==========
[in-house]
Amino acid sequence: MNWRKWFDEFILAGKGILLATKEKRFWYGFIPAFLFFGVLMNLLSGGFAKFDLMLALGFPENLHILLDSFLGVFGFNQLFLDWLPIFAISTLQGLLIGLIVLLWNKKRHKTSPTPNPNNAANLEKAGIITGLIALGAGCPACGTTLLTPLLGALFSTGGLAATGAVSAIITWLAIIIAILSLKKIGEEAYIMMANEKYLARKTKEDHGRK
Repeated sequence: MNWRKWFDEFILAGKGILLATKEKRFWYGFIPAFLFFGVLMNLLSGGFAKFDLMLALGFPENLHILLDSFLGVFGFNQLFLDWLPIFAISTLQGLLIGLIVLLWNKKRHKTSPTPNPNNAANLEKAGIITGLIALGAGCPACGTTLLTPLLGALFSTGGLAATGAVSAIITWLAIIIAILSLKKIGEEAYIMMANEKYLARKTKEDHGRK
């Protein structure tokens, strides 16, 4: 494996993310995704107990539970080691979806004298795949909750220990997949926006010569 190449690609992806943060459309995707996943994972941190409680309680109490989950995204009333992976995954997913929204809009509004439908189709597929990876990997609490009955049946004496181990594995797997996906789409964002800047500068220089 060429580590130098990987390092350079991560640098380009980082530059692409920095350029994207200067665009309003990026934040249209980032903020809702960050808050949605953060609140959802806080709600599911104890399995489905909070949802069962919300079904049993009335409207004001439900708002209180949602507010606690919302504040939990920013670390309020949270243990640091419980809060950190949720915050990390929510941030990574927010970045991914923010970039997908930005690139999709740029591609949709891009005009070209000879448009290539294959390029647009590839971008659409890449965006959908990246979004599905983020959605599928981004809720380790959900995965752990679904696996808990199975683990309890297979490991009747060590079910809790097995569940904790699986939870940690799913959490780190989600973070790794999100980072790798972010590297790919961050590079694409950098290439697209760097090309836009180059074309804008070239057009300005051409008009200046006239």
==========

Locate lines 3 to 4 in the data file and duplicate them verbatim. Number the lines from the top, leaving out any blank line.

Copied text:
Repeated sequence: MNWRKWFDEFILAGKGILLATKEKRFWYGFIPAFLFFGVLMNLLSGGFAKFDLMLALGFPENLHILLDSFLGVFGFNQLFLDWLPIFAISTLQGLLIGLIVLLWNKKRHKTSPTPNPNNAANLEKAGIITGLIALGAGCPACGTTLLTPLLGALFSTGGLAATGAVSAIITWLAIIIAILSLKKIGEEAYIMMANEKYLARKTKEDHGRK
């Protein structure tokens, strides 16, 4: 494996993310995704107990539970080691979806004298795949909750220990997949926006010569 190449690609992806943060459309995707996943994972941190409680309680109490989950995204009333992976995954997913929204809009509004439908189709597929990876990997609490009955049946004496181990594995797997996906789409964002800047500068220089 060429580590130098990987390092350079991560640098380009980082530059692409920095350029994207200067665009309003990026934040249209980032903020809702960050808050949605953060609140959802806080709600599911104890399995489905909070949802069962919300079904049993009335409207004001439900708002209180949602507010606690919302504040939990920013670390309020949270243990640091419980809060950190949720915050990390929510941030990574927010970045991914923010970039997908930005690139999709740029591609949709891009005009070209000879448009290539294959390029647009590839971008659409890449965006959908990246979004599905983020959605599928981004809720380790959900995965752990679904696996808990199975683990309890297979490991009747060590079910809790097995569940904790699986939870940690799913959490780190989600973070790794999100980072790798972010590297790919961050590079694409950098290439697209760097090309836009180059074309804008070239057009300005051409008009200046006239």